Thursday, December 24, 2015

Black Nativity (2013)

First of all, let's make one thing clear: this film must not be confused with Black Christmas. So before you pop the corn and gather the family around for a heartwarming reimagining of the Christmas story as the birth of Jesus in Harlem, be sure you have the correct film! You probably do not want to show Grandma and little Billy and Susie either Bob Clark's Black Christmas or the remake, even though Clark was the director of  A Christmas Story. Both BCs are slasher films about escaped maniacs dressed as a homicidal Santa.

More important for this site, as far as I know neither version of Black Christmas features a church. If I ever see either film and find out differently, I'll let you know.

Where was I? Oh, right, Black Nativity. The 2013 film is based on Langton Hughes' 1961 musical. Hughes was a poet, novelist, activist, and, of course, a playwright. There is a character in the film who's named Langston.

Langston is a fifteen year old boy living with his single mother (Jennifer Hudson) in Baltimore. When they receive an eviction notice just before Christmas, Langston is sent to New York City to stay with the grandparents he's never met.

Arriving in the city, Langston is mistaken for a thief and put in jail. His grandfather, a minister, comes to bail him out, though he assumes the charges are true. The Reverend Cornell Cobbs (Forest Whitaker) brings his grandson home with judgment all over his face. Fortunately, Langston's grandmother (Angela Bassett) greets the boy with warmth and love.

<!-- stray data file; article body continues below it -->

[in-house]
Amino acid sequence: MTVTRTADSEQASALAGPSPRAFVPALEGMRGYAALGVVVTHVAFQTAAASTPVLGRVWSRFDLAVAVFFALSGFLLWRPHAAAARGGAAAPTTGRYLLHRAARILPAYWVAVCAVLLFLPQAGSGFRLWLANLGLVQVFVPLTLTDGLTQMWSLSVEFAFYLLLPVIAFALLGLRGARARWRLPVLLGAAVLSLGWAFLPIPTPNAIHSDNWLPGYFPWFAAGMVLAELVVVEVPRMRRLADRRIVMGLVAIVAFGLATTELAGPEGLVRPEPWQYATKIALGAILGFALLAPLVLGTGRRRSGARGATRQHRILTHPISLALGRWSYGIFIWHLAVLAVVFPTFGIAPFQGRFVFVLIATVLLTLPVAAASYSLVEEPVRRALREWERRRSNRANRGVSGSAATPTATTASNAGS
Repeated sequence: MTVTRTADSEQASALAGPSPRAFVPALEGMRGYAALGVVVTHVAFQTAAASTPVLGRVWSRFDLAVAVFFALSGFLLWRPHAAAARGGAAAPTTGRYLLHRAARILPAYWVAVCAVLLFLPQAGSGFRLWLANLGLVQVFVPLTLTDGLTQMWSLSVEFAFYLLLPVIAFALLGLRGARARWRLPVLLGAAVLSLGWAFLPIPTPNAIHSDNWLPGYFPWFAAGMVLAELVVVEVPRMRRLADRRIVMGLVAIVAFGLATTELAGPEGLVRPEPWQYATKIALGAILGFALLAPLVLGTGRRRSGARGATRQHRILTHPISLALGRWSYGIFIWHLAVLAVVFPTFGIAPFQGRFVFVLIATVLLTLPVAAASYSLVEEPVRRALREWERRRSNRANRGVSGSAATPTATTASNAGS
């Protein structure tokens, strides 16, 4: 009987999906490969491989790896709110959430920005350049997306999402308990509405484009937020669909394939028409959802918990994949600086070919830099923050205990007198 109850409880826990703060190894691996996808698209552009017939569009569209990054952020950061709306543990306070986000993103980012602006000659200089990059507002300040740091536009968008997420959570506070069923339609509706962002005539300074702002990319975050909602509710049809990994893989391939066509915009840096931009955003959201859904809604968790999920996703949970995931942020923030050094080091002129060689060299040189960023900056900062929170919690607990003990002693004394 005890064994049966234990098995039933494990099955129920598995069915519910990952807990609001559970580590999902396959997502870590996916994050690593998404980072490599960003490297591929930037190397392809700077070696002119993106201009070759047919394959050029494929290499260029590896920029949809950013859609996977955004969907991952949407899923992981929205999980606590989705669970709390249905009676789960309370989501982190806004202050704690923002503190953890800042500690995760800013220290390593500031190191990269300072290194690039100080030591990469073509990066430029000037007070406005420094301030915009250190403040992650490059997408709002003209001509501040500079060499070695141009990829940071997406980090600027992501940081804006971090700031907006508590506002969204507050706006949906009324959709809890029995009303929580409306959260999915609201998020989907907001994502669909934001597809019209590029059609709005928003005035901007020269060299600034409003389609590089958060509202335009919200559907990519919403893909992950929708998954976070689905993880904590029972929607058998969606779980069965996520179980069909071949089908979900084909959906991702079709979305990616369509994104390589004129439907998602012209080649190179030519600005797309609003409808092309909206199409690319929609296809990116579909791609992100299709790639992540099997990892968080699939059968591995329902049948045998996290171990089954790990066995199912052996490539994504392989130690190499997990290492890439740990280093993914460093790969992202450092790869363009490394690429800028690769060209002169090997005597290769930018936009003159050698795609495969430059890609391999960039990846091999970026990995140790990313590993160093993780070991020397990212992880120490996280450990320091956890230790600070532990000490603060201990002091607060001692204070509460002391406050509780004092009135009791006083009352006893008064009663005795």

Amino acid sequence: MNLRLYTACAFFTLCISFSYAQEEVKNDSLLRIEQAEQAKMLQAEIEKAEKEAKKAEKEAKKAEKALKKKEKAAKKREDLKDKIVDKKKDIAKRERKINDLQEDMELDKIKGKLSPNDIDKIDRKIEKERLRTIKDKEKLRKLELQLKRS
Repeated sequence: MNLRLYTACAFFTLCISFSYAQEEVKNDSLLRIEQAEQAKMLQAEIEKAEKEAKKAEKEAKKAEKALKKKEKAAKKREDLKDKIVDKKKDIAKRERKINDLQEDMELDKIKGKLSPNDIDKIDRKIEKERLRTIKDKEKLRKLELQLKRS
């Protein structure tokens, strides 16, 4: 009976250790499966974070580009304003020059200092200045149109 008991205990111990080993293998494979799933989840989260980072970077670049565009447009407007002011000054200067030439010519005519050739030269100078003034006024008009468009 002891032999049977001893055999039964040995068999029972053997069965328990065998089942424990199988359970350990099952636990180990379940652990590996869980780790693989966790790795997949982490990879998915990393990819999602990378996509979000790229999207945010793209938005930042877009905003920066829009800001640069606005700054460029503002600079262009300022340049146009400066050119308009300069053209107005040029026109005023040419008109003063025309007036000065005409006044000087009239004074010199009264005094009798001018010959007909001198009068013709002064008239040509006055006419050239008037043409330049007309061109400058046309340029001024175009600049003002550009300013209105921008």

When the boy sits down for an eagerly awaited dinner, the Reverend's prayer is interminably long. When he's finished praying, he asks about Langston's mother and visibly flinches when told she (his daughter!) has been tending bar. Langston can only take so much and rushes away from the table to his room upstairs.

Rev. Cobbs shows Langston a watch he received from Martin Luther King. He tells Langston the watch will be his someday, when the Reverend passes away. Langston decides to take it a little early and brings it to a pawnbroker, who recognizes it as the cherished possession of the Rev. Cobbs. The pawnbroker tells the kid to return it, or he'll call the cops. Apparently everyone in Harlem, including the police, knows the Reverend Cobbs and respects him.
Langston wants to get away from his grandparents' home, but he also wants to get money for his mother, so he considers robbing the pawn store. Everything comes to a head on Christmas Eve.

The Reverend tells his grandson to come to the church service, adding, "Choose for yourself today what God you will serve, but as for me and my house we will serve the Lord."

At the service we see the Reverend in a grand robe surrounded by a full choir and glorious decorations. There is a reenactment of the nativity story. Langston falls asleep and dreams of Mary and Joseph coming to Harlem for the birth of their Child. Langston wakes up and leaves the service intending to rob the pawn shop. But instead, there is an unexpected intervention and discovery.

Back at the church, the Reverend is proclaiming that in Jesus, God entered into the world to make things right, to grant forgiveness. And that night, the Reverend, too, acknowledges his mistakes and his need for forgiveness. The Gospel is proclaimed, and the congregation sees the Good News heal the life of the Reverend and his grandson.

I do have one gripe about the Reverend Cobbs' church. On Christmas Eve, we see fundraising taking place to buy the church a new roof. Fundraising is sometimes necessary, but when guests and first time visitors come on Christmas Eve, they shouldn't be hit up for money. They need to receive before they can give.

Still, it seems like a good Movie Church, and the Reverend is a good man. I'm giving them Three Steeples.

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